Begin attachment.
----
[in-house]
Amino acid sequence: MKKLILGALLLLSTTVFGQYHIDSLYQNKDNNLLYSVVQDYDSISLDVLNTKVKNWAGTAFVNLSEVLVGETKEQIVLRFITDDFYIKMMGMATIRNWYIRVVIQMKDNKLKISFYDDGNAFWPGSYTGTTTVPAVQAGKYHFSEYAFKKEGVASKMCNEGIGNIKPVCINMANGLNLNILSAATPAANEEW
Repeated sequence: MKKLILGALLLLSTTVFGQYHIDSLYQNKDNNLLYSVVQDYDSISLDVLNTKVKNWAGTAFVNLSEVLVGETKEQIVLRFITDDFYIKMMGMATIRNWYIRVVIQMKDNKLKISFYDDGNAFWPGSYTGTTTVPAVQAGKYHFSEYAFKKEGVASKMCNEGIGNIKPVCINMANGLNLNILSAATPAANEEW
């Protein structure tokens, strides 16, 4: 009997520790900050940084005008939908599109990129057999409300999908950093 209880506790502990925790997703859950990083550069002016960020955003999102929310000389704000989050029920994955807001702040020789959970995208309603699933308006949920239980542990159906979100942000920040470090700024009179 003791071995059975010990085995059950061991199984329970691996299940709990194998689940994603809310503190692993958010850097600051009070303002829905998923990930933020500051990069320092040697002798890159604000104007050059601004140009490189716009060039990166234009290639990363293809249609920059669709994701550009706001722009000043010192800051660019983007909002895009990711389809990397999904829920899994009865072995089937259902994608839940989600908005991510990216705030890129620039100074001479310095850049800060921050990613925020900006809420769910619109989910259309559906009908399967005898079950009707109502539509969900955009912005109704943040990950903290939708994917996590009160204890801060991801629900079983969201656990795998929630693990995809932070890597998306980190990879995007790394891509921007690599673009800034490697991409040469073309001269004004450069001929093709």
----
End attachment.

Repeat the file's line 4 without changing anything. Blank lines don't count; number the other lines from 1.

């Protein structure tokens, strides 16, 4: 009997520790900050940084005008939908599109990129057999409300999908950093 209880506790502990925790997703859950990083550069002016960020955003999102929310000389704000989050029920994955807001702040020789959970995208309603699933308006949920239980542990159906979100942000920040470090700024009179 003791071995059975010990085995059950061991199984329970691996299940709990194998689940994603809310503190692993958010850097600051009070303002829905998923990930933020500051990069320092040697002798890159604000104007050059601004140009490189716009060039990166234009290639990363293809249609920059669709994701550009706001722009000043010192800051660019983007909002895009990711389809990397999904829920899994009865072995089937259902994608839940989600908005991510990216705030890129620039100074001479310095850049800060921050990613925020900006809420769910619109989910259309559906009908399967005898079950009707109502539509969900955009912005109704943040990950903290939708994917996590009160204890801060991801629900079983969201656990795998929630693990995809932070890597998306980190990879995007790394891509921007690599673009800034490697991409040469073309001269004004450069001929093709």